Dear Friends in Christ,
2nd Sunday of Lent 2019
On a number of occasions in his ministry Jesus chose to take only Peter, James and John with him. One of those was the healing of Jairus’ daughter, and another was his last visit to Gethsemane. They were also with him when, as we read in the Gospel today, his human body was transfigured and glowed with divine life of a glorified and resurrected body. The disciples were granted, if you like, a glimpse of heaven. Peter, vividly recalled the event: ‘we were eyewitnesses of his majesty. For when he received honour and glory form God the Father and the voice was borne to him by the Messianic Glory “This is my Beloved Son, with who I am well pleased,” we heard this voice borne from heaven, for we were with him on the holy mountain’.
We believe in the resurrection of the body – it is always important to be clear on this point. We believe in the hope that on the last day our bodies will rise and be resplendent and illuminated with the life of God, just as Jesus’ body was at the Transfiguration. What a hope! What a future! What a destiny! What kind of body it will be we don’t know. Our own bodies are subject to death, decay and corruption but we live in hope of resurrection.
Paul poses the question we all ask: ‘How are the dead raised? With what kind of body do they come? There will always be an element of mystery about this – how can we know for sure what kind of body it will be? The Apostle explains that there are earthly bodies and there are heavenly bodies, and they both have their own beauty and splendour. However, whereas the earthly body dies, the heavenly body is not subject to corruption, and that is our hope. What we do know for sure is that just as we have borne the likeness of Jesus on earth, so in heaven we shall bear the likeness of the heavenly transfigured Jesus.
‘For by the sacrifice of his own body, he(Jesus) did two things. He put an end to the law of death which barred our way; and he made a new beginning of life for us, by giving us hope of resurrection (St. Athanasius).
Dear Friends in Christ
1st Sunday of Lent 2019
The Spirit led Jesus into the desert for forty days to be tempted and tested. During Lent we too are let by the Spirit into the mystery of Jesus’ sojourn in the desert. ‘By the solemn forty days of Lent the Church united herself each year to the mystery of Jesus in the desert.’ We too, during this holy season, can expect to be tempted.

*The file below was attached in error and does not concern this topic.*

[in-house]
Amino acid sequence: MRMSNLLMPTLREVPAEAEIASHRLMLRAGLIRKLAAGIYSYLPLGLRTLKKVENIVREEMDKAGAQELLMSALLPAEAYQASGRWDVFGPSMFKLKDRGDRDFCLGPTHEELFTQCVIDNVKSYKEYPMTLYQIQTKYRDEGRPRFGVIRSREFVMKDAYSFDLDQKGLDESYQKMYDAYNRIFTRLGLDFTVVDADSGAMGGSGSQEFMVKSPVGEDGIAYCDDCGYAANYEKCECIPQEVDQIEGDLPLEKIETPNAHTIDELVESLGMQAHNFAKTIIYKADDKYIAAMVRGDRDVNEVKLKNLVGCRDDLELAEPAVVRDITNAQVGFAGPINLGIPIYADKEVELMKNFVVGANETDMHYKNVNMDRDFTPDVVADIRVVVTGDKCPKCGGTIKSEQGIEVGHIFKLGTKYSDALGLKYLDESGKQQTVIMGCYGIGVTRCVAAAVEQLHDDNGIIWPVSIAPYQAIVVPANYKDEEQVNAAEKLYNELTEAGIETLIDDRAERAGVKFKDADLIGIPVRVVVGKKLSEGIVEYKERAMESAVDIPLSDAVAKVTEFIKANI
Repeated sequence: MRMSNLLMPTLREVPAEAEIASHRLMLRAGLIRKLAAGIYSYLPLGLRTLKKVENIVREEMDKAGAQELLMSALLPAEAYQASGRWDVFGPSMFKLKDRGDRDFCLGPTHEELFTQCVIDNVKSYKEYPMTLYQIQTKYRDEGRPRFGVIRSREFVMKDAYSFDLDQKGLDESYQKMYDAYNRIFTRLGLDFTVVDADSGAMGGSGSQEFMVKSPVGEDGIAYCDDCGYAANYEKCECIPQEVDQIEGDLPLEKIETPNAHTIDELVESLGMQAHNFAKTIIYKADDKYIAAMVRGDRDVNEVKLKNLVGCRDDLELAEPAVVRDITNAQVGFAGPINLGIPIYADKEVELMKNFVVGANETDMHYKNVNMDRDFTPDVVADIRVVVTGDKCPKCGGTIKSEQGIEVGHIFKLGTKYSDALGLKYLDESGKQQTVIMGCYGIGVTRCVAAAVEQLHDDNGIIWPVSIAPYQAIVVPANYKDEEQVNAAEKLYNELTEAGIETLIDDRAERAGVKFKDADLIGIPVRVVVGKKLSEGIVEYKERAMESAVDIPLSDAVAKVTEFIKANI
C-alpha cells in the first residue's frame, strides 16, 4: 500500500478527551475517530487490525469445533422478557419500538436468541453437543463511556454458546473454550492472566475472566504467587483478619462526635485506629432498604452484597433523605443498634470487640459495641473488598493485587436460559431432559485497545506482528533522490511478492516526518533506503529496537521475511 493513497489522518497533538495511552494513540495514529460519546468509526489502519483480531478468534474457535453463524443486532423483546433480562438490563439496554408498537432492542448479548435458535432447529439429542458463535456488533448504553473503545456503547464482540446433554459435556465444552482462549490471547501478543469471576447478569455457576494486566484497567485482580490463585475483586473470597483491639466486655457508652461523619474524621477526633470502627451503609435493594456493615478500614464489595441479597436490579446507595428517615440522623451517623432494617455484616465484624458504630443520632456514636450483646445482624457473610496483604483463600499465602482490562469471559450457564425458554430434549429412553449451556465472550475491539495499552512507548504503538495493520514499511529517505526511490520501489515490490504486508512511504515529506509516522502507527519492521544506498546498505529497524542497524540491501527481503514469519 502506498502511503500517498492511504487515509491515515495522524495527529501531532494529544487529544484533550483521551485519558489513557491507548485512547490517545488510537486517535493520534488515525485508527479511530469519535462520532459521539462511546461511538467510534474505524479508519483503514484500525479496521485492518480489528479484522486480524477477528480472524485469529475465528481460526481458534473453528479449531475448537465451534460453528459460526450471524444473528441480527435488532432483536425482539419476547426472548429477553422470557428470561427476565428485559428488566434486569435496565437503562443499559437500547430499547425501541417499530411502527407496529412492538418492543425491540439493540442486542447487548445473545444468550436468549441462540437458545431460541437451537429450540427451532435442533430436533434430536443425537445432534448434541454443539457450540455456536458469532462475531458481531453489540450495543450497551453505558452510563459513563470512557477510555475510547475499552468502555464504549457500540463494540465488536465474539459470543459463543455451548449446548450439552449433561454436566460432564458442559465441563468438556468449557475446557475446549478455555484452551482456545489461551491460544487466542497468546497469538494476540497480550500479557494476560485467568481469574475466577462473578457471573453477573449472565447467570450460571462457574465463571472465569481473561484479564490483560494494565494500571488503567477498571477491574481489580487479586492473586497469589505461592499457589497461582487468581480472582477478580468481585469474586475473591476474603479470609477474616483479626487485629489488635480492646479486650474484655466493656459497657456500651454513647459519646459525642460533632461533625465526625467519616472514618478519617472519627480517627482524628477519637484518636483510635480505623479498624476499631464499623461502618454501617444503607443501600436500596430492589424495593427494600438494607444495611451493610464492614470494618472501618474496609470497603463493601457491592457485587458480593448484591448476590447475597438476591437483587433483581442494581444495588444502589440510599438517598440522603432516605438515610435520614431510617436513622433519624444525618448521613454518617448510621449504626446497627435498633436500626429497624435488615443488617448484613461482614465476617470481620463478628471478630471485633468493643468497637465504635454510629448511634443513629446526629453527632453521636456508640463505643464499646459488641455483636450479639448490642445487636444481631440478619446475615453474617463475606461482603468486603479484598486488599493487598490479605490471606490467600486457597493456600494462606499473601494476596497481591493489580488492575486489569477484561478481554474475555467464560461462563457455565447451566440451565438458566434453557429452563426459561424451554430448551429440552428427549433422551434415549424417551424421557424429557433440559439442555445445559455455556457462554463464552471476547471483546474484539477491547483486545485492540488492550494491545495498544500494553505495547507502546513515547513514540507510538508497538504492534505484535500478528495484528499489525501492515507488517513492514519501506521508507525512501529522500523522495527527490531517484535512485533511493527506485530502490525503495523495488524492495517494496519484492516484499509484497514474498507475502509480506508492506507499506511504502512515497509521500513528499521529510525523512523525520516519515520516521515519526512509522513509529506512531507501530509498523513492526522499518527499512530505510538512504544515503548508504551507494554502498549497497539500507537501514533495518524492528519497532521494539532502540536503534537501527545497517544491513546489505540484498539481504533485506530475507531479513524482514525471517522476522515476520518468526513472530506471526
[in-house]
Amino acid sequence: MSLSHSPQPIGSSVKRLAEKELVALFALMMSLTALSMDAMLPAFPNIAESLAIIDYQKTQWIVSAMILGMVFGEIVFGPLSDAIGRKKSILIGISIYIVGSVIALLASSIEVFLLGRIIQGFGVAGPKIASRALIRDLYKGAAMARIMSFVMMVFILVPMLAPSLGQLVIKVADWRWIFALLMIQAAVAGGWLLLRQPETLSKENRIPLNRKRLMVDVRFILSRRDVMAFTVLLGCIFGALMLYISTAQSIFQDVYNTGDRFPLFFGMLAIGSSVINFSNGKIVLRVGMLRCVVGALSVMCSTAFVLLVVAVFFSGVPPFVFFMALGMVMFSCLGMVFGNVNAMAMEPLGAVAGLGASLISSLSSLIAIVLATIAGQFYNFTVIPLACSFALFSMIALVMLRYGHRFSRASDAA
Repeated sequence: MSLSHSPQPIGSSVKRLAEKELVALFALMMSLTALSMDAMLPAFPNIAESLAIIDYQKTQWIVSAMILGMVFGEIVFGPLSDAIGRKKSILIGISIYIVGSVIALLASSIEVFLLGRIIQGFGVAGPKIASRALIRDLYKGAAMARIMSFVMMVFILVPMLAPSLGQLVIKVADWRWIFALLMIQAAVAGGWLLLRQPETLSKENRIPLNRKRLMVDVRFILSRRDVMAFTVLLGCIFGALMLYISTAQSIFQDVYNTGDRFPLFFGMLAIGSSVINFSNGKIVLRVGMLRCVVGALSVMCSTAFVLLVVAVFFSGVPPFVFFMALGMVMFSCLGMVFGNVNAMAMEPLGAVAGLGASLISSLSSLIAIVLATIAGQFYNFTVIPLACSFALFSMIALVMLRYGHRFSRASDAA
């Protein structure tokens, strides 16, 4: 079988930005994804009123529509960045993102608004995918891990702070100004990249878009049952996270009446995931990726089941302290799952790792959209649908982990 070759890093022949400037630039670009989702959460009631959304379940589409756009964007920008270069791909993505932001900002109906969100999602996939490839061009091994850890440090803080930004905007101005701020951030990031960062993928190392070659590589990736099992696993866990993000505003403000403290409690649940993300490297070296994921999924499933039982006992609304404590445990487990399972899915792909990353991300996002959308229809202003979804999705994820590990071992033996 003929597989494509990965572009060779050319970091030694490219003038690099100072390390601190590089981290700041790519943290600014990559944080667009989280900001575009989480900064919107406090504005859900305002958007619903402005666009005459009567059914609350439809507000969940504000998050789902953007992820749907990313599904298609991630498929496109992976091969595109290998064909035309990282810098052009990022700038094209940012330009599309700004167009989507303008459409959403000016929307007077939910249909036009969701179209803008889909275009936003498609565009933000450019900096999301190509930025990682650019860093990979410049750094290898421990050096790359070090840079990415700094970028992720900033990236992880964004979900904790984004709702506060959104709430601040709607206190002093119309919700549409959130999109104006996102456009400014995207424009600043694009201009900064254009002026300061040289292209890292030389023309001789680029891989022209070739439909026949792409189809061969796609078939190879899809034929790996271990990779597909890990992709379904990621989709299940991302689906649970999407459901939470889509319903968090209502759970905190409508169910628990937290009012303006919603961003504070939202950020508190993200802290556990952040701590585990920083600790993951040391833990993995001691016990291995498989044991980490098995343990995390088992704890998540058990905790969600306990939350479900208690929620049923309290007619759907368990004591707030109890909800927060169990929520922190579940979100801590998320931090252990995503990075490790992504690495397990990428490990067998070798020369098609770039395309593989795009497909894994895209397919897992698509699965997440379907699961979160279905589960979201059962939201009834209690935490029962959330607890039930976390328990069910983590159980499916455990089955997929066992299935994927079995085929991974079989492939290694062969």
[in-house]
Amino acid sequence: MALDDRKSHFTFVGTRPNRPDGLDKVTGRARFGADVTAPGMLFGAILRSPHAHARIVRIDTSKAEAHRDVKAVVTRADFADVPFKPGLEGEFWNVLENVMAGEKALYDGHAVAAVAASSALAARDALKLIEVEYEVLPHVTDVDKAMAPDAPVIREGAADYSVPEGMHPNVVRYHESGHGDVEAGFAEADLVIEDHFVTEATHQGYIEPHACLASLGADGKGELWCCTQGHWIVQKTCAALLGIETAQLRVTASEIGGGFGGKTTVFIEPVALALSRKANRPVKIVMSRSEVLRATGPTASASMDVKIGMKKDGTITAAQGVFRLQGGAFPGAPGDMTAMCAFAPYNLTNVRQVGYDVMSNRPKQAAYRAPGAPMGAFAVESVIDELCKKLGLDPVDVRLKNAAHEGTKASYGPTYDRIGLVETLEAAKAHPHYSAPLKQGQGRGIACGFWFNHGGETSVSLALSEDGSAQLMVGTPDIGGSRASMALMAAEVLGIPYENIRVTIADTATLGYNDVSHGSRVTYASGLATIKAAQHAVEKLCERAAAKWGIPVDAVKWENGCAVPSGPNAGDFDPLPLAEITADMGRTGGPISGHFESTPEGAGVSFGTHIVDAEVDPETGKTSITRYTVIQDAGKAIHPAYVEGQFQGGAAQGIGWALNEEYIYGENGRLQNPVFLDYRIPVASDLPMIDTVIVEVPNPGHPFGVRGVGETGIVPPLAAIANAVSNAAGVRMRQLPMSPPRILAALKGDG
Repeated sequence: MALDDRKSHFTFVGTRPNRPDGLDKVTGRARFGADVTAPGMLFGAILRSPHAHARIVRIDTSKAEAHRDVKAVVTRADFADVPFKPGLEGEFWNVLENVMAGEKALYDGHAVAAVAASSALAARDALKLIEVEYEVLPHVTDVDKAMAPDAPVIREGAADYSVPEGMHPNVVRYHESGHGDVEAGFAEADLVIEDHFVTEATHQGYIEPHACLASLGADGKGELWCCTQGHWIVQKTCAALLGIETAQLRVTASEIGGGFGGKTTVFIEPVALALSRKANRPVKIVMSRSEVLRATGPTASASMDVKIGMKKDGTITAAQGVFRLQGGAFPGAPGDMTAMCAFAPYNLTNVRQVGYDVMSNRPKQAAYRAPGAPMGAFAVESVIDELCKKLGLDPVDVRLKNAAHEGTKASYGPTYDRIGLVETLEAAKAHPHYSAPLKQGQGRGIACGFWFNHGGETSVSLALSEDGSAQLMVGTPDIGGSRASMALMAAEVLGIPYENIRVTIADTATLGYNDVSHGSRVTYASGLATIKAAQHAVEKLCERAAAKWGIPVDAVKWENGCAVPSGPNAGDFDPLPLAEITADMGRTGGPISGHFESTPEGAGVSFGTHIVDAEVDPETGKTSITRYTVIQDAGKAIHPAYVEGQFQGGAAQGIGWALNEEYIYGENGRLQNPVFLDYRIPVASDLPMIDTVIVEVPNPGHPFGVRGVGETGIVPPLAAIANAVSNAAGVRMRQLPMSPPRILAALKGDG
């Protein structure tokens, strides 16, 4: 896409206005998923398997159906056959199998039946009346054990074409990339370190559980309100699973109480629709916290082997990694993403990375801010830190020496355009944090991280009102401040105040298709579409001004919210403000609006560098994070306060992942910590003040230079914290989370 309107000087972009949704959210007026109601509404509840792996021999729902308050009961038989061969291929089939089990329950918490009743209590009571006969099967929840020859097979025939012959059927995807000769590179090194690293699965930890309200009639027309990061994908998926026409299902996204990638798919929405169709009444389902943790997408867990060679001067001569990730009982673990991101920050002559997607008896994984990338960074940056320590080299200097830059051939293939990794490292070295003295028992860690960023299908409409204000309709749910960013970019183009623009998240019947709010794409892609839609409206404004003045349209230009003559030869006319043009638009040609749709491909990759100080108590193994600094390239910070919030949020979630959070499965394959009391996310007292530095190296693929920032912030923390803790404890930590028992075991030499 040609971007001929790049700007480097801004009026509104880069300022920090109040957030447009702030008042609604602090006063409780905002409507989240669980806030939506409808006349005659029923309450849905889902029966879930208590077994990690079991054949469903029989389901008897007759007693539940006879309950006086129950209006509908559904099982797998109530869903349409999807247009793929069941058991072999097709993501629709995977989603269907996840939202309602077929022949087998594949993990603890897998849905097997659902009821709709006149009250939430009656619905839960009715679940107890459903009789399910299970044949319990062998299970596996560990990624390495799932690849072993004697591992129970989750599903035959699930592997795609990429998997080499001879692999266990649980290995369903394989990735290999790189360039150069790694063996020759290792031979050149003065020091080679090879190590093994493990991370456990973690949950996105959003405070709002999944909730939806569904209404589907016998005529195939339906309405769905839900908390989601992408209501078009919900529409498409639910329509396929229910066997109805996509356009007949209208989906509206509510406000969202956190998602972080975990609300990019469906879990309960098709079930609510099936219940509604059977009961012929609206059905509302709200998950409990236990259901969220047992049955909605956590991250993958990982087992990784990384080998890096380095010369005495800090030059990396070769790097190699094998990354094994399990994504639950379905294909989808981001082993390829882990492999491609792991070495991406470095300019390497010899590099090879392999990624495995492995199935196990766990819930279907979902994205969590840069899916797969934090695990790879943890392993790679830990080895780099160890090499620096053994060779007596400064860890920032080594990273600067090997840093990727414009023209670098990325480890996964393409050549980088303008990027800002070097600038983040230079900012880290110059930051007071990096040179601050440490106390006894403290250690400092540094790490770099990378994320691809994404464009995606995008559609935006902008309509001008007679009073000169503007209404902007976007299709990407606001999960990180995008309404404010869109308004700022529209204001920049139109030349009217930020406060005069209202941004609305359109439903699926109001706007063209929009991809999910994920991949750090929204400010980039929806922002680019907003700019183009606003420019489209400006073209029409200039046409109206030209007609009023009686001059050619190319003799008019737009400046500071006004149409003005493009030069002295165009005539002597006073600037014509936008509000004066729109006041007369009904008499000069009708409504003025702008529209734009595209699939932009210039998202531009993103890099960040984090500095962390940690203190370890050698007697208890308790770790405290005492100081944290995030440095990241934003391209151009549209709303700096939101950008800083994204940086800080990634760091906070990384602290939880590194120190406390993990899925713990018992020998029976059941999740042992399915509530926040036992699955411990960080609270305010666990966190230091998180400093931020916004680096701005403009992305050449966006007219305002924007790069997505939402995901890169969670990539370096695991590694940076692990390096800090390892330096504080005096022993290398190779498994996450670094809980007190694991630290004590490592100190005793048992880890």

The name Satan means ‘adversary’. In the book of Job we are given a vivid picture of Satan in God’s heavenly court, along with all the other angels, where he has the role of accuser or prosecutor. The Scriptures identify Satan as the serpent in the Garden of Eden who tempted Adam and Eve, and therefore, as the origin of sin and temptation. What the Scriptures and tradition make clear is that humankind has a mortal enemy who, although a finite being created by God, is in a desperate struggle to overthrow God’s reign, usurp his Lordship and lead his creation into darkness and death. On Easter Sunday each of us will recite our Baptismal promises and in doing so renew them. Bear this in mind as we move through Lent, because as you will be aware, a renewal of our baptismal promises involves us actively, freely voluntarily rejecting Satan.
Lent is also a time for us to discover anew and afresh the Gospel, the ‘Good News’, which Jesus began to proclaim immediately after his time of testing. What is the Good News? The Good News is a message of two parts. The first part is to repent and the second part is to believe in the Gospel. We walk together on this road marked out for us by the Church and take up our call to stand firm and resist the devil, and knowing that he will flee, and embrace freely and with love the Gospel, which is Christ with us and in us, the hope of Salvation.
‘In these days, therefore, let us add something beyond the wonted measure of our service, such as private prayers and abstinence in food and drink. Let each one, over and above the measure prescribed for him; offer God something of his own free will in the joy of the Holy Spirit.’ (St. Benedict).
Dear Friends in Christ
8th Sunday of the Year 2019
Today’s gospel from St. Luke follows immediately upon his beautiful explanation of unconditional love whereby we are to love even our enemies. This kind of love is not natural. It can come only with the grace of God and as a result of much work and effort. But this is precisely the challenge of today’s gospel for each one of us. To be so positive of all other people that we can accept them for who and what they are, that we can overcome those occasions when we tend to misjudge others, that we can stress the good in others and hope they can do the same for us.